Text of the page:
Dec. 16, 2010

Committee Votes for School Consolidation from Chris Lovett on Vimeo.

Above: Joe Rowland of BNN-TV's Neighborhood Network News reports.

As a frequently raucous crowd of parents and teachers jeered them, the Boston School Committee late Wednesday voted 7-0 to approve a controversial plan to shutter nine schools, including Dorchester’s Fifield Elementary School, East Zone Early Learning Center and Middle School Academy.

The plan, put forth by Superintendent Carol Johnson, also includes merging Lee Academy Pilot School with Lee Elementary School, which share the same building; moving Dorchester Academy from the Dorchester Education Complex to another building; turning TechBoston Academy into a unified Grade 6 through 12 program at the Dorchester Education Complex; and adding classes to the Holland and Trotter Elementary Schools.  Read more

As officials click on closing plan, Fifield parents, staffers ask why

Fifield Parents Object to Closing: BPS Superintendent Carol Johnson's plan to close the school prompted these signs of protest at a Wednesday meeting in Jamaica Plain. Photo by Chris LovettFifield Parents Object to Closing: BPS Superintendent Carol Johnson's plan to close the school prompted these signs of protest at a Wednesday meeting in Jamaica Plain. Photo by Chris LovettThe scene on Tuesday night in Fifield Elementary’s Room 204 was familiar: Emotional parents and staffers, some 30 in all, wearing “Fight for the Fifield” t-shirts and surrounded by pictures of the solar system and the animal kingdom sitting intently as Boston Public School officials clicked through a PowerPoint presentation explaining why they had proposed the closing of the Codman Square school.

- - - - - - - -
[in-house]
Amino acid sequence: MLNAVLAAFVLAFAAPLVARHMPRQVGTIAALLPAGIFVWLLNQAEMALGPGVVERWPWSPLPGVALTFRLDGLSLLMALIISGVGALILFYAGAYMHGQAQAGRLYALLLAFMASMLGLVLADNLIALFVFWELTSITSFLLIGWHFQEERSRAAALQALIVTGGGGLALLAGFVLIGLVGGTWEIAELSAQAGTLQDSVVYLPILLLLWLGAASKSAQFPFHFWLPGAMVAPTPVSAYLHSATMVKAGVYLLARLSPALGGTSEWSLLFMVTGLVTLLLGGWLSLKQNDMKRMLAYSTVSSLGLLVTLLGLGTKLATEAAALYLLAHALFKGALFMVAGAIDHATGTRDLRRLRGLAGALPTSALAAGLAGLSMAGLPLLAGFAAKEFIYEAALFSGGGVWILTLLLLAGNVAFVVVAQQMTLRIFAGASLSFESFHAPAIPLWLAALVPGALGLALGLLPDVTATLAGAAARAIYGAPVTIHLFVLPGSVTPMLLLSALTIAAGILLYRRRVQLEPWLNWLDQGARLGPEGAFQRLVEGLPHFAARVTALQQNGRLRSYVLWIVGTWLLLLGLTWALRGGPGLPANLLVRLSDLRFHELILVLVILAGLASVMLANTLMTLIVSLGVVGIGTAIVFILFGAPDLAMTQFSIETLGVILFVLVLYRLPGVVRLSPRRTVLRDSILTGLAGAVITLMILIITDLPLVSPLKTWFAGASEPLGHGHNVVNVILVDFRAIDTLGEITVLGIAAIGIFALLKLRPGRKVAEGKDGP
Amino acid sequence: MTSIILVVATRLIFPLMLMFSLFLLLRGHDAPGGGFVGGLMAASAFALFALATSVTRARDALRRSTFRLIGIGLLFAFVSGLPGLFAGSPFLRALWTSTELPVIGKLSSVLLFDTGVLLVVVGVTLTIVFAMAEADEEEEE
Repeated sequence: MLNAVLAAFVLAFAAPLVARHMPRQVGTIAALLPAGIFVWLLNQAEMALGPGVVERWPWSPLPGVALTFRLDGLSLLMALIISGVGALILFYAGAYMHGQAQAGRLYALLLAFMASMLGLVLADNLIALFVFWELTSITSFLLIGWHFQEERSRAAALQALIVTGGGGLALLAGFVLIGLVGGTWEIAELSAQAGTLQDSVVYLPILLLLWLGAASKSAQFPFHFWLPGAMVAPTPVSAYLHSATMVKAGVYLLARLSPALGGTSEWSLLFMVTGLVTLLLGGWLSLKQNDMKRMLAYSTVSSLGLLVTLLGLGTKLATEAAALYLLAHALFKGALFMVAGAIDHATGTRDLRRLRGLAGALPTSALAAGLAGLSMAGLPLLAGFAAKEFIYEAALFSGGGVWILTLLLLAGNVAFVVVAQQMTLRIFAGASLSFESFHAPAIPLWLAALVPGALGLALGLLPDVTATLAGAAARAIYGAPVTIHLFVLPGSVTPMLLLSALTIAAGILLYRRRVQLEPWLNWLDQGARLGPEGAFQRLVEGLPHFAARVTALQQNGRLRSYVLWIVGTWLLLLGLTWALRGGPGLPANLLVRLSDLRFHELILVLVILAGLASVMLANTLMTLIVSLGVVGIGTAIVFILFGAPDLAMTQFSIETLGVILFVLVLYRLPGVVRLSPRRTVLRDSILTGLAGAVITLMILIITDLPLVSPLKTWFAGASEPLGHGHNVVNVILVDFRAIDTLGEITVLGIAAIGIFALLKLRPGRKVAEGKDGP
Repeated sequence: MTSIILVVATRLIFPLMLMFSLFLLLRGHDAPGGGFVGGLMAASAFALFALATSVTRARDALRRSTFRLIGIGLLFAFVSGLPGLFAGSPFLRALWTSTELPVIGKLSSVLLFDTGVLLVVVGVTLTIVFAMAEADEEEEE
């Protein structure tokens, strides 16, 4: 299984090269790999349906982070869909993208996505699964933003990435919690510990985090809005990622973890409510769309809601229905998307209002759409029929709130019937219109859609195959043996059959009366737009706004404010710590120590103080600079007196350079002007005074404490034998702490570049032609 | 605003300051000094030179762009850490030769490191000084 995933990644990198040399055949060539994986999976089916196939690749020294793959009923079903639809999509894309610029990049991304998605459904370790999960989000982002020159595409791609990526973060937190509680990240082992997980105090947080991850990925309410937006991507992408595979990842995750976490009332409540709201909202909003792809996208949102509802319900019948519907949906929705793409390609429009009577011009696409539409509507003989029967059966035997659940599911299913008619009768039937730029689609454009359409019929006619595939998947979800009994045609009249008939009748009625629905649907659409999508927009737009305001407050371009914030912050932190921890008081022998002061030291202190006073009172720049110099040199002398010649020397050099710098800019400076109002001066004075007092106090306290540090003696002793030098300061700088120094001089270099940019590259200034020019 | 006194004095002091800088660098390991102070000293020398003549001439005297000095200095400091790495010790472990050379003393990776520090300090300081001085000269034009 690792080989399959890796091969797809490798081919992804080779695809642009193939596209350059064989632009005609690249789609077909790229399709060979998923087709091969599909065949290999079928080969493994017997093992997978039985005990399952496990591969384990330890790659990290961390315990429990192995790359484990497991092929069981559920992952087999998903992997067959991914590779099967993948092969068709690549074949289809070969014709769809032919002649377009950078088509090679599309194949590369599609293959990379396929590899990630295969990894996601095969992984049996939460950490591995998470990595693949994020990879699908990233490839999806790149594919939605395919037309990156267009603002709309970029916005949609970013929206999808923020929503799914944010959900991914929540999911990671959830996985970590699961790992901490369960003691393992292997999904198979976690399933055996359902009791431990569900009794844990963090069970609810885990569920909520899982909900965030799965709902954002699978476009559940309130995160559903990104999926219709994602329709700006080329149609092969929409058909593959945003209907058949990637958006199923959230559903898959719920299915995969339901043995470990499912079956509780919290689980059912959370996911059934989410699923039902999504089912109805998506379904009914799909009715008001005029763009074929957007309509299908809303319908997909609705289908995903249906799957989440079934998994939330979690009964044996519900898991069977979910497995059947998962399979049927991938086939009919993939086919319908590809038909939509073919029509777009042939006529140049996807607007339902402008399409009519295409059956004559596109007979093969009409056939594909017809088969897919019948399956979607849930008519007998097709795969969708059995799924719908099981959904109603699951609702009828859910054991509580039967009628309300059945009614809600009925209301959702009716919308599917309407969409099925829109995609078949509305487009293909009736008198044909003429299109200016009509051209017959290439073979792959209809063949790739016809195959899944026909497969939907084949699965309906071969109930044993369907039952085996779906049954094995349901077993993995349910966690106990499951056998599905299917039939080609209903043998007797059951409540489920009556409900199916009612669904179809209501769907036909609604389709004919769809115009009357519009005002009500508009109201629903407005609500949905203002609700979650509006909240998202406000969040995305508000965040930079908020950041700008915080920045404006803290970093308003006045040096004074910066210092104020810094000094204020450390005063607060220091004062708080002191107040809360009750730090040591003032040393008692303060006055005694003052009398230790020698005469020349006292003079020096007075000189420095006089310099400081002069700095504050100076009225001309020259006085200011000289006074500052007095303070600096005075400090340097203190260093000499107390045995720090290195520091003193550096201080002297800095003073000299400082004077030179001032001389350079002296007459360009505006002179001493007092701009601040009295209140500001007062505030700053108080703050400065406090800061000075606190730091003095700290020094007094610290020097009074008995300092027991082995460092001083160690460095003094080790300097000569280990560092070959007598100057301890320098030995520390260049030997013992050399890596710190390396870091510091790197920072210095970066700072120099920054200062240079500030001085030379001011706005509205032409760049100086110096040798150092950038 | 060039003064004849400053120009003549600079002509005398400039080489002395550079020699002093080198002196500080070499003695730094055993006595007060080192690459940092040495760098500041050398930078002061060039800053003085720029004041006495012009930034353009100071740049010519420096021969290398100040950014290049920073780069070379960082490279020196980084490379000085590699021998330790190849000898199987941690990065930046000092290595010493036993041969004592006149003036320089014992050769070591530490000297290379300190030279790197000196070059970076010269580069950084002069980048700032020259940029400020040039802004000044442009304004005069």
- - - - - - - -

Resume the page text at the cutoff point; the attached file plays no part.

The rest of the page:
“You all can’t close the school,” said Denise Ormsby, the mother of a ten-year-old student, before tearing up and pointing to the several pages of signatures she had gathered in support of keeping the school open. “They care,” she said later. “Teachers, they work with the children, they work with the parents. It’s a family. They care here. And we need more schools like that.”  Read more

Charter school proponents look to expand in Dorchester, Mattapan

Mike Deehan, Special to the Reporter
Dec. 8, 2010

Fourteen would-be charter schools have applied to the State Department of Education to be granted charters to start up new schools in Boston out of 23 across the state. Representatives from several of the applicant schools appeared before a panel of state education officials in Boston City Hall on Tuesday to press their case.

Though plans for the schools are still in the preliminary stages and locations for school facilities are not definite, some of the proponents for the proposals heard Tuesday vowed to serve underprivileged students from Dorchester, Roxbury and Mattapan.  Read more

Harbor Middle School principal removed

Gintautas Dumcius, News Editor
Dec. 3, 2010

Five months after he was installed as principal of Harbor Middle School, Dr. Robert Martin was removed by the city’s school department, parents learned in a letter from Superintendent Carol Johnson.

Johnson’s letter, which parents received last week on the day before Thanksgiving, said the change in leadership was effective that day, Nov. 24.

“We know how critical leadership is to our overall student improvement efforts, and we acknowledge that this decision has implications for you, your children, and the dedicated faculty and staff of the Harbor,” she wrote. “We expect to appoint a permanent principal to the Harbor by no later than mid-January.”  Read more

Fifield Elementary added to school closure list, Clap Elementary spared

Gintautas Dumcius, News Editor
Dec. 2, 2010

Boston schools chief Carol Johnson reversed course Thursday night, proposing to keep open the Roger Clap Elementary School.

The Clap would become an "innovation school," operating similarly to a charter school and providing more administrative flexibility at traditional public schools. The Clap, which would become the city's first "innovation school," was originally slated to close under plans proposed by Superintendent Johnson earlier this fall.

Johnson submitted on Thursday evening revised plans, which added Fifield Elementary School to the list of proposed school closings, to the city’s School Committee at English High in Jamaica Plain.  Read more